Two European naval boats involved in Mediterranean migrant rescue missions were engaged in friendly fire this week off the coast of Libya, in what is believed to be the first incident of its kind.
The Swedish coastguard vessel Poseidon, which is part of an EU-led border patrol and rescue mission, fired warning shots at an speedboat driven by the Italian navy, fearing that it belonged instead to smugglers. Twice in the past few months, Libyan smugglers have clashed with coastguards as the Libyans attempt to retrieve their boats once the migrants have been rescued from them.
A spokeswoman for Frontex, the EU agency that runs the border patrol mission, said no one was hurt or in danger, and the situation was soon clarified and resolved. Ewa Moncure said: “The Italian boat slowed down, and was able to be identified, and that was it.”
The incident, which was first revealed by the website Migrant Report, is thought to be without precedent, said Glen Forbes, the head of Oceanus Live, a firm specialising in maritime security analysis. “It is unprecedented that any coastguard vessel has targeted another during operations in the Mediterranean,” Forbes said. “The nearest to any conflict between coastguards may be that between Greek and Turkish vessels, but that is a protracted standoff.”
He argued that the clash was evidence of a lack of coordination between the various bodies involved in the Mediterranean rescue mission. At the moment, there are ships from the EU’s border-patrol mission, Triton; the EU’s military fleet, Navfor; Italy’s coastguard fleet; private rescue ships run by charities and philanthropists such as Médecins Sans Frontières (MSF); and commercial ships that happen to be in the area.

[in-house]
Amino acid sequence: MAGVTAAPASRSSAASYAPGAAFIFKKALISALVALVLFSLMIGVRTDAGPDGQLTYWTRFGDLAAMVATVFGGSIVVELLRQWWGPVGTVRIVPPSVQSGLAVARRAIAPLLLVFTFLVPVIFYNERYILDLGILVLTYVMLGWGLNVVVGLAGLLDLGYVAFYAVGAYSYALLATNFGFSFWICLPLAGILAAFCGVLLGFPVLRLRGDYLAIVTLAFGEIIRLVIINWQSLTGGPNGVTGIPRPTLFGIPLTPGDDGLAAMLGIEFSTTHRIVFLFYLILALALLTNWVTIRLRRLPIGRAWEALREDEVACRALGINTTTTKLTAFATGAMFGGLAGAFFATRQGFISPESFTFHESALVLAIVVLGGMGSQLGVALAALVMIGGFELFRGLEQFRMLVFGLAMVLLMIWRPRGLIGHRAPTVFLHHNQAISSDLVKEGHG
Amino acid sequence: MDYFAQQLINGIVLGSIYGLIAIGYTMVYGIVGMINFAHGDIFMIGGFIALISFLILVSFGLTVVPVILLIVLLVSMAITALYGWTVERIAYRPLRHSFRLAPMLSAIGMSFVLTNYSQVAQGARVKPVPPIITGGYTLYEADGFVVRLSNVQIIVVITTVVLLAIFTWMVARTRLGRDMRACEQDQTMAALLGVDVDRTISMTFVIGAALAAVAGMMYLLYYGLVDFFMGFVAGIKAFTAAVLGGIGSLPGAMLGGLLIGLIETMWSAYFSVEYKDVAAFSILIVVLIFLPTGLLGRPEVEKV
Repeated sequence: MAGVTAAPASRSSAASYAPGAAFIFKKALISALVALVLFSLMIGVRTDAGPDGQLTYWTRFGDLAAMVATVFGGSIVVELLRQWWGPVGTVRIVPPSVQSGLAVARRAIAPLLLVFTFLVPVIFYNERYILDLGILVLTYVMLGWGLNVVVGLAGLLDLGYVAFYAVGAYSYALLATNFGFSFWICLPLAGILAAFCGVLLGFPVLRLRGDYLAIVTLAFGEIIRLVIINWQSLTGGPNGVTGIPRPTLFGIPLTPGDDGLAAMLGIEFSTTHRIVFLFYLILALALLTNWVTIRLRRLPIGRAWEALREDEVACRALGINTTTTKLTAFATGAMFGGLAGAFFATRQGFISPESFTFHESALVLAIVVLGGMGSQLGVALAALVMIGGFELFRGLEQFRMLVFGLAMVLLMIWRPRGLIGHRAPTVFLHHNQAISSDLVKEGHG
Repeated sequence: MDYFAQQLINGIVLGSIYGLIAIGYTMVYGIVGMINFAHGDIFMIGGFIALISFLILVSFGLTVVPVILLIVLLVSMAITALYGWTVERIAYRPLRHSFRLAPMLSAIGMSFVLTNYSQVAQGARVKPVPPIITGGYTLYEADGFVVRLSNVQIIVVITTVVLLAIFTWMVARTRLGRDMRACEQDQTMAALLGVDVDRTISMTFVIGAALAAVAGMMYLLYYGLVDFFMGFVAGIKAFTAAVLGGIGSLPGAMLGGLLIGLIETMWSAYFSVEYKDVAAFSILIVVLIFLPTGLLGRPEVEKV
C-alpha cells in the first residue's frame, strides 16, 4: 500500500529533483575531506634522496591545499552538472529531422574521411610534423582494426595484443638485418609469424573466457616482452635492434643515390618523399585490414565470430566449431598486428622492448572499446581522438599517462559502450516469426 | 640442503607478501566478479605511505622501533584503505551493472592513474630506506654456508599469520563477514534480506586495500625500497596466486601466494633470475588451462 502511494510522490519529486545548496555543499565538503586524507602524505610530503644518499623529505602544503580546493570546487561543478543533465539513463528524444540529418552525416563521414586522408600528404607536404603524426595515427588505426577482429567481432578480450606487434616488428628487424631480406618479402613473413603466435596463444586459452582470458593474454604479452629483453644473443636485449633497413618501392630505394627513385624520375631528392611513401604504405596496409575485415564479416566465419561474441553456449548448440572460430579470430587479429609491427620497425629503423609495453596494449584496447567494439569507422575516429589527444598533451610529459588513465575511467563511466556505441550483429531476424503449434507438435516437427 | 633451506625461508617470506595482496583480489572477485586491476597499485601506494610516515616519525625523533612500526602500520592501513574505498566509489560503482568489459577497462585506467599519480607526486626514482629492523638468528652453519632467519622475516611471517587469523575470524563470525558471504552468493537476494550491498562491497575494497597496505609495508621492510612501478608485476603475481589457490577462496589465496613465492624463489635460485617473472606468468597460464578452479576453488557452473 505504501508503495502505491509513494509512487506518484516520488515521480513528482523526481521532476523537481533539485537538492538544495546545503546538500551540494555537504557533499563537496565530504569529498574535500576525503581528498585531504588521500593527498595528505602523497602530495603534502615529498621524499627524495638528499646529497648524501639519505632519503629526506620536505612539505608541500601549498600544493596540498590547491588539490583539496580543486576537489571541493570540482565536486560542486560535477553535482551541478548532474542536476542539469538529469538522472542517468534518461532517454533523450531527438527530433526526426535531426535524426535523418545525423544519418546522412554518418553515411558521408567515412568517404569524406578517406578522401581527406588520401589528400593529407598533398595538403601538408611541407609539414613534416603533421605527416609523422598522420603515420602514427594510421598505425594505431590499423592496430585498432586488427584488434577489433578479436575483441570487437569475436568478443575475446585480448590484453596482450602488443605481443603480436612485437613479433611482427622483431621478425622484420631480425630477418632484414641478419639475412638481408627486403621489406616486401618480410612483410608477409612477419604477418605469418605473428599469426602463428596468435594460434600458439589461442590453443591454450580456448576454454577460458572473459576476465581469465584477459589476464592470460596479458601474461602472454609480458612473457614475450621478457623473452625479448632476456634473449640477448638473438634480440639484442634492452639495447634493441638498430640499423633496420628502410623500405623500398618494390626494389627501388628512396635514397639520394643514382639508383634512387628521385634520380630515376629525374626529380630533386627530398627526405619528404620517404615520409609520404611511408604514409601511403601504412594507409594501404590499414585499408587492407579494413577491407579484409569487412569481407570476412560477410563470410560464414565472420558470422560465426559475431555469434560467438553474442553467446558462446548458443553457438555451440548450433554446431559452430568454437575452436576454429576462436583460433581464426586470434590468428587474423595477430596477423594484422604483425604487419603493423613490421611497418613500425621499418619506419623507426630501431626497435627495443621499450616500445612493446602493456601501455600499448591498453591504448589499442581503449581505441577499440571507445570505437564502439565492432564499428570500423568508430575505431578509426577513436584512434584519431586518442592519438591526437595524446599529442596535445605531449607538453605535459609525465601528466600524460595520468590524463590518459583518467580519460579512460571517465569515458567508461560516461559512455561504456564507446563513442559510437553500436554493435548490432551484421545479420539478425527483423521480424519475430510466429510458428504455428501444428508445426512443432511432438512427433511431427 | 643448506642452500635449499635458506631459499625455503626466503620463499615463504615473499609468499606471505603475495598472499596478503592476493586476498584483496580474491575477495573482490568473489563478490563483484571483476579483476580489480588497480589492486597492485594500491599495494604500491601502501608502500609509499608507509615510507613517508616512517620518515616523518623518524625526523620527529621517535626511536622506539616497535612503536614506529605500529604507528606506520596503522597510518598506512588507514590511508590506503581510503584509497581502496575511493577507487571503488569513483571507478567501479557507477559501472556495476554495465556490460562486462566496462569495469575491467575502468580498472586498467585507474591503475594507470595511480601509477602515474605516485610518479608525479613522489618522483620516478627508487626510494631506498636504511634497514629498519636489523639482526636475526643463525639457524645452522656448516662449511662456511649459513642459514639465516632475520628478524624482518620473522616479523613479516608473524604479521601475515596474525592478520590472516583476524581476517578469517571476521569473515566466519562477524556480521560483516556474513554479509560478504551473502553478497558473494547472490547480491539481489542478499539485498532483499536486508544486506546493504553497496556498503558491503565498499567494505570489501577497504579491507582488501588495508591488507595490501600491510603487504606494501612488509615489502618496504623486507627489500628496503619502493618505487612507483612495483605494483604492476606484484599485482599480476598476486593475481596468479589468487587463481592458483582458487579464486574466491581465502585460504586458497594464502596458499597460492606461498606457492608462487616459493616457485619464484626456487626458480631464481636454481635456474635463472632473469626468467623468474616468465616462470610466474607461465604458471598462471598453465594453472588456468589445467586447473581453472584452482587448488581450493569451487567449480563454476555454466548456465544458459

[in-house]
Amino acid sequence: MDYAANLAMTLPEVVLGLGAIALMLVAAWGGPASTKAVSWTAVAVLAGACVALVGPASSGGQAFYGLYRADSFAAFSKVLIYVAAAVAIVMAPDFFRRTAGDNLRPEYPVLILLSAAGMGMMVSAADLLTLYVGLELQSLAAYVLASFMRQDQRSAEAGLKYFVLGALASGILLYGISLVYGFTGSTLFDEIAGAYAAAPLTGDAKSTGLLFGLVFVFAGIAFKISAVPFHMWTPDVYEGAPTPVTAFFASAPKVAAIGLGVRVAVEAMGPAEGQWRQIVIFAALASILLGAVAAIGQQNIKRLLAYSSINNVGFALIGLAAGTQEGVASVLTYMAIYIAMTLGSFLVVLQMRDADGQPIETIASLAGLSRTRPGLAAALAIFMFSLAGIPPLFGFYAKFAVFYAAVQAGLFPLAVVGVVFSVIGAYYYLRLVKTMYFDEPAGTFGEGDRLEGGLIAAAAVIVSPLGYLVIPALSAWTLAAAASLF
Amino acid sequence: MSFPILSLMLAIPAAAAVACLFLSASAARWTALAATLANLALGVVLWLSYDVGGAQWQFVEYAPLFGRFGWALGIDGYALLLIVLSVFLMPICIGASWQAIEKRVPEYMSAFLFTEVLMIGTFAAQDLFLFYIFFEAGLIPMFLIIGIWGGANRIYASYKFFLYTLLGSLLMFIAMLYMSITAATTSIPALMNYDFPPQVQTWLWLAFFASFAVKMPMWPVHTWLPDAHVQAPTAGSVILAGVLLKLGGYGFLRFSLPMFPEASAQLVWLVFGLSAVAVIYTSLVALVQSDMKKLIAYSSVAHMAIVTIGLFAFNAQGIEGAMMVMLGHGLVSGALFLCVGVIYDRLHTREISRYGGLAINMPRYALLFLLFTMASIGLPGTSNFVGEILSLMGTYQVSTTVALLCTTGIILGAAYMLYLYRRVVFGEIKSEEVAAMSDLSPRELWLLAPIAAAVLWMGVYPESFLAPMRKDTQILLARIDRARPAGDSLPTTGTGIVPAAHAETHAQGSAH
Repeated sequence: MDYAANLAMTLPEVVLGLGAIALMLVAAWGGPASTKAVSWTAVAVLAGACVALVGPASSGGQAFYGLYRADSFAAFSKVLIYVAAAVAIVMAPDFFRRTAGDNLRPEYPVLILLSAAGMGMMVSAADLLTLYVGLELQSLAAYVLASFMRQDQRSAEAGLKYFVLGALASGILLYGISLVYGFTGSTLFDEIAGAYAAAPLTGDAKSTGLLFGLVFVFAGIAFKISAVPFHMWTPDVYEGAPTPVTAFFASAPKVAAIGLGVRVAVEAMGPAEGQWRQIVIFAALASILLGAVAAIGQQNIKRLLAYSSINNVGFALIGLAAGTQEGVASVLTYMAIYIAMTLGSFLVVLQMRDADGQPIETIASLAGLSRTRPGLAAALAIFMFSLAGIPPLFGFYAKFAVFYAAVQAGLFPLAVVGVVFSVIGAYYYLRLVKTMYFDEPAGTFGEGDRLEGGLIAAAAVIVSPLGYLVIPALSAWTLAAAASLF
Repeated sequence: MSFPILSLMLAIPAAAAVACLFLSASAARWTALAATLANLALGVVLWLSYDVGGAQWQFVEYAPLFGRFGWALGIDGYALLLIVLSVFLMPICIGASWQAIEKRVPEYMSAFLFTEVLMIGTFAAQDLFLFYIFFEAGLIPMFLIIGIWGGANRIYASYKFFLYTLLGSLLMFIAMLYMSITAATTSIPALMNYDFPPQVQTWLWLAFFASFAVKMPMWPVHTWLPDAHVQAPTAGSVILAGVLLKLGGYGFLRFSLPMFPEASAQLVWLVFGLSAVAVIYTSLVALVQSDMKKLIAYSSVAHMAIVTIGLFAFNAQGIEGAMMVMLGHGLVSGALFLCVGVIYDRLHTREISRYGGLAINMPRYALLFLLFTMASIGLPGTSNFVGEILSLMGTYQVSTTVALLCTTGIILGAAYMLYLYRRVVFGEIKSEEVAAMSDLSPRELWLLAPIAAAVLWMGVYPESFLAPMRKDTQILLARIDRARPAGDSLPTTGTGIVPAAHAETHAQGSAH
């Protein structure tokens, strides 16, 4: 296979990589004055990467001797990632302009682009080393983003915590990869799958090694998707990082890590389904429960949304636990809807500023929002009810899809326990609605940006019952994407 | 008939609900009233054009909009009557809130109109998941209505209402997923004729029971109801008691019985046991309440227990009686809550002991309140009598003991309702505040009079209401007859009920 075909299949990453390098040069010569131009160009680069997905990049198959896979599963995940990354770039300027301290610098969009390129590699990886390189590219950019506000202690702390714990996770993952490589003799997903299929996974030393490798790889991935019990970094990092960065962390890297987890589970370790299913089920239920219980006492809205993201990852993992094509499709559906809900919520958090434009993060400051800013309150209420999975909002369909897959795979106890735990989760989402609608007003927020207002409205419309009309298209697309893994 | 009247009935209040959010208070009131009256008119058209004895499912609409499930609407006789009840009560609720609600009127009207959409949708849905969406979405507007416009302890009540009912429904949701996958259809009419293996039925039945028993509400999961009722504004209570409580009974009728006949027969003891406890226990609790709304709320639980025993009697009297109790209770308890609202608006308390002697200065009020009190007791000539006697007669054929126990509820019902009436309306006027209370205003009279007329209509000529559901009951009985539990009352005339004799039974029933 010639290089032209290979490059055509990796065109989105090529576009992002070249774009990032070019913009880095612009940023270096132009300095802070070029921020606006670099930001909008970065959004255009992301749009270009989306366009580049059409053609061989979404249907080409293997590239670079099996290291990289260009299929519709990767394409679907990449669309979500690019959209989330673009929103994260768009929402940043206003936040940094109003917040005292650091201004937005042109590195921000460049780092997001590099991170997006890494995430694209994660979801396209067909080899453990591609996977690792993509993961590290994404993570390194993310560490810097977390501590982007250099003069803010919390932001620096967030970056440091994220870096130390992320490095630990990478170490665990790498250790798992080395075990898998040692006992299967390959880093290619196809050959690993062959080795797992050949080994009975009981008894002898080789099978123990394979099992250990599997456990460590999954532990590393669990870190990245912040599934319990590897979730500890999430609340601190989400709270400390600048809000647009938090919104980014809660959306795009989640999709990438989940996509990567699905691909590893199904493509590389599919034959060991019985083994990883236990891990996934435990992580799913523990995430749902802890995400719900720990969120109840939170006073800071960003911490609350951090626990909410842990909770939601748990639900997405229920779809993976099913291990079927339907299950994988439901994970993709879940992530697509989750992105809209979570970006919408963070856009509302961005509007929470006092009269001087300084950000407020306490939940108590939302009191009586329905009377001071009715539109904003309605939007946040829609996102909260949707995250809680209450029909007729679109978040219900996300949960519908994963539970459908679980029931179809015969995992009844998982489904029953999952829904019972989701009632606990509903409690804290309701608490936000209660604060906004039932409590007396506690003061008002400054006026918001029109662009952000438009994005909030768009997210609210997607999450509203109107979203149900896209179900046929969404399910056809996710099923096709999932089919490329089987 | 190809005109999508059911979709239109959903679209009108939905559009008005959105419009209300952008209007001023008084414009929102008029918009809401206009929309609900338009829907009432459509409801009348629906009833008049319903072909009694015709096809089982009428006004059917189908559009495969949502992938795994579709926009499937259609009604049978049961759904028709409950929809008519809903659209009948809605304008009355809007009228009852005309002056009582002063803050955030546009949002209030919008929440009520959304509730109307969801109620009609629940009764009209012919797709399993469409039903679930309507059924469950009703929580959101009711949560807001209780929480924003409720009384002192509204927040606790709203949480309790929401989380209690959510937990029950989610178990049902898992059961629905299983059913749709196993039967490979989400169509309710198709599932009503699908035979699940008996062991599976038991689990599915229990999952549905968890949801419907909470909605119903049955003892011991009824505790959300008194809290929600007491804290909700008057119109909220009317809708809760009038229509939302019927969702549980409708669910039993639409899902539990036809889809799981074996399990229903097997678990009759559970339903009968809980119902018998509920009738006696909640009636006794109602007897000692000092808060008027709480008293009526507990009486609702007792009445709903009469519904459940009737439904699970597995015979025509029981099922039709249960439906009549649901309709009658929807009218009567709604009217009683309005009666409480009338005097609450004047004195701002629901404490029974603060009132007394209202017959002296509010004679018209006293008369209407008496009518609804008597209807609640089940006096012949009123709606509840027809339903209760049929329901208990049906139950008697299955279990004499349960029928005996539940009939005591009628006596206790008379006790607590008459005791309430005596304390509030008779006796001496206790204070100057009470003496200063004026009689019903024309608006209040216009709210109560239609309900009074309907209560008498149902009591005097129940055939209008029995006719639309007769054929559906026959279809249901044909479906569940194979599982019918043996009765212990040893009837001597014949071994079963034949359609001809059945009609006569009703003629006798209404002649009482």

Forbes said: “The lack of a command and control mechanism encompassing all stakeholders is clear. Regional coastguard centres are hard-pressed to respond to so many calls – and each tasking of coastguard vessels, commercial shipping and some naval warships is proving difficult for personnel who have largely conducted coordination on a much smaller scale.”
In an interview with the Guardian in May, the senior Italian coastguards involved in coordinating the rescue response expressed frustration at how they are only able to command ships once an emergency was under way, rather than position them ahead of any likely migrant catastrophe.
Cpt Leopoldo Manna, who runs the Italian coastguard control room in Rome, and is therefore meant to coordinate the entire rescue mission in the southern Mediterranean, said: “I need to have assets already in the area to deploy in the places where [migrants] go. [But] the British ship is going to Palermo. She will remain in Palermo for two, three, four days.
“The German ship is here – it’s not under my orders. It voluntarily stays here, it’s a very good help, and I appreciate it so much. But I don’t have the ability to decide if she stays or if she goes. At the moment, I would have decided to not keep this vessel here. It is not useful here. I would have said: go inside the harbour, have a rest, pick up food and water, then wait two days.”
So far this year, coastguards have rescued in the region of 90,000 migrants from the southern Mediterranean. A similar number have crossed the eastern Mediterranean to reach Greece. A tiny proportion of them – between 1% and 2% – have reached Calais.